Histological Observation of Canine Acupoints


Myung-cheol Kim mckim@cnu.ac.kr,
Tchi-chou Nam*, Moo-kang Kim, Jong-man Kim, Duck-hwan Kim, Kyoung-youl Lee and Chi-won Song
College of Veterinary Medicine, Chungnam National University, Taejon 305-764
*College of Veterinary Medicine, Seoul National University, Kyunggi-do 440-744, Korea

Abstract | Introduction | Materials & Methods | Results | Discussion | Acknowledgements | References |

Abstract

The purpose of this study was to document the histology of canine acupoints. After needles were inserted to a depth of 1cm into acupoints Neiguan (Inner pass, PC06), Ganshu (Liver Association Point, BL18), Shenshu (Kidney Association Point, BL23) and Pangguangshu (Bladder Association Point, BL28) in 4 dogs, tissue surrounding the acupoints was removed and sectioned serially. Light microscopy was used to observe the structures near each point. Nerve fibres, small vessels and muscle spindles were found around the tip of the needle in every case.

Nerve fibres, small vessels and muscle spindles often occur at another areas, such as skin, subcutaneous tissue and muscle. Therefore, although they were found around the acupoints in this study, many questions remain before one can conclude that these structures relate closely with effect of acupuncture. However, we suggest that they are potential acupoint receptors.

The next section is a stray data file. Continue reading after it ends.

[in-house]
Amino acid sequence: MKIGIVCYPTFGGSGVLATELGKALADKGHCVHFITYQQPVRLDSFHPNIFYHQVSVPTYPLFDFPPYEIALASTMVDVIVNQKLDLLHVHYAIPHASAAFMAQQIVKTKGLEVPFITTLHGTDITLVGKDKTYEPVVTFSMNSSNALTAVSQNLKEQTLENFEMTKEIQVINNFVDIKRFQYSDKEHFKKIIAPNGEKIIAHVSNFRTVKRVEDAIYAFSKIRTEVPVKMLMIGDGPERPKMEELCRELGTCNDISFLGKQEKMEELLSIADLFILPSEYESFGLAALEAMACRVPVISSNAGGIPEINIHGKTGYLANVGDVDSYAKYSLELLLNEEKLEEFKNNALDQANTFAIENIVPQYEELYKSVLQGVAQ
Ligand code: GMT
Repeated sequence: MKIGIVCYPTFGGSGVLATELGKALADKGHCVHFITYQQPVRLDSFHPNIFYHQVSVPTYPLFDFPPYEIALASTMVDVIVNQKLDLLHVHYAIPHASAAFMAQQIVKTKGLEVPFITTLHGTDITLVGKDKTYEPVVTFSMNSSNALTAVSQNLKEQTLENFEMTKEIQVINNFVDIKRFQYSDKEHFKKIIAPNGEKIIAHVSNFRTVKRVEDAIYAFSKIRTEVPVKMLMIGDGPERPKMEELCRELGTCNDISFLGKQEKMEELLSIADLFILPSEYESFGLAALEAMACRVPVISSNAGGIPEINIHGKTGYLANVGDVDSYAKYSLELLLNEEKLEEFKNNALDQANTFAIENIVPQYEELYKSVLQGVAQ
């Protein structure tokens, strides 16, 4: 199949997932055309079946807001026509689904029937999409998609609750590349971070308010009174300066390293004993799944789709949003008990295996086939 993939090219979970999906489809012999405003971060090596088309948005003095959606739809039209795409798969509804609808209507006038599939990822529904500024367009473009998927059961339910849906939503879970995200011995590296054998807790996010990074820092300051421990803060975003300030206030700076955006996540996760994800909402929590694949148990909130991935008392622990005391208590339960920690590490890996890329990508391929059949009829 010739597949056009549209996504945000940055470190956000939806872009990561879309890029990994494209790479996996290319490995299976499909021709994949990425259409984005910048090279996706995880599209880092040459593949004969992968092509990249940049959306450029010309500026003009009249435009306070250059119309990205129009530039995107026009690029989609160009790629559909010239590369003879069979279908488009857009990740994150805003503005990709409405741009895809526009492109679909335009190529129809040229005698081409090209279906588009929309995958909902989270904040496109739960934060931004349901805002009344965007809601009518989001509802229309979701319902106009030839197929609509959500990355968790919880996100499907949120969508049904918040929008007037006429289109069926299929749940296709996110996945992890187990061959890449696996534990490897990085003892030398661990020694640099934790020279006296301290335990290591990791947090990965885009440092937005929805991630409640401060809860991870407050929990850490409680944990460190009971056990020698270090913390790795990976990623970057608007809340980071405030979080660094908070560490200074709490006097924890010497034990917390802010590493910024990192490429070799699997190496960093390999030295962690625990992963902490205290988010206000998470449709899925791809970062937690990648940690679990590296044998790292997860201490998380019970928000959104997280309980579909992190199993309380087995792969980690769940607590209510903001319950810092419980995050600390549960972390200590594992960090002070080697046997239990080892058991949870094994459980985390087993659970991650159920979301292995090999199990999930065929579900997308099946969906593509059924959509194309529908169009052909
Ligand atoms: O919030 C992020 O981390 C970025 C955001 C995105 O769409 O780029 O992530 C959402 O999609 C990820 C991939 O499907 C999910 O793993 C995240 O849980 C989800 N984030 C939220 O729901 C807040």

Keywords: Acupoint, Acupuncture, Dog, Histological observation

Introduction

Acupuncture is an ancient Chinese art of healing. Needles are placed in special locations, the acupuncture points (acupoints), to influence certain physiological processes (1-10). Acupoints are specifically designated locations on the body surface. They are sometimes called stimulating points. They are located in or near muscle, blood- or lymph- vessels, or peripheral nerves. Each acupoint is unique not only in its location but in its biophysiological effect (1). According to Chinese medical concepts, acupoints are not isolated sites on the surface of the body of humans and animals, but are linked with visceral organs (7). Acupuncture at specific points activates the defence system of humans and animals via reflex neural effects, autonomic effects, neuroendocrine, endocrine and humoral effects. Sensory input to the hypothalamus is most important in these effects (8).

Questions on the structural basis of acupoints have not resolved despite thousands of years of practical use and more than 40 years of research (3). In recent years acupoints have received a considerable amount of study. These points have a lower skin resistance, radiate more heat, and are localised preferably in muscle valleys, near joints and tendons and near peripheral nerves. They also seem to have certain histological properties that are not found in skin surrounding the acupoint. Because of the different properties, they can be detected by the use of an acupoint detector, which is a sophisticated Wheatstone Bridge (5).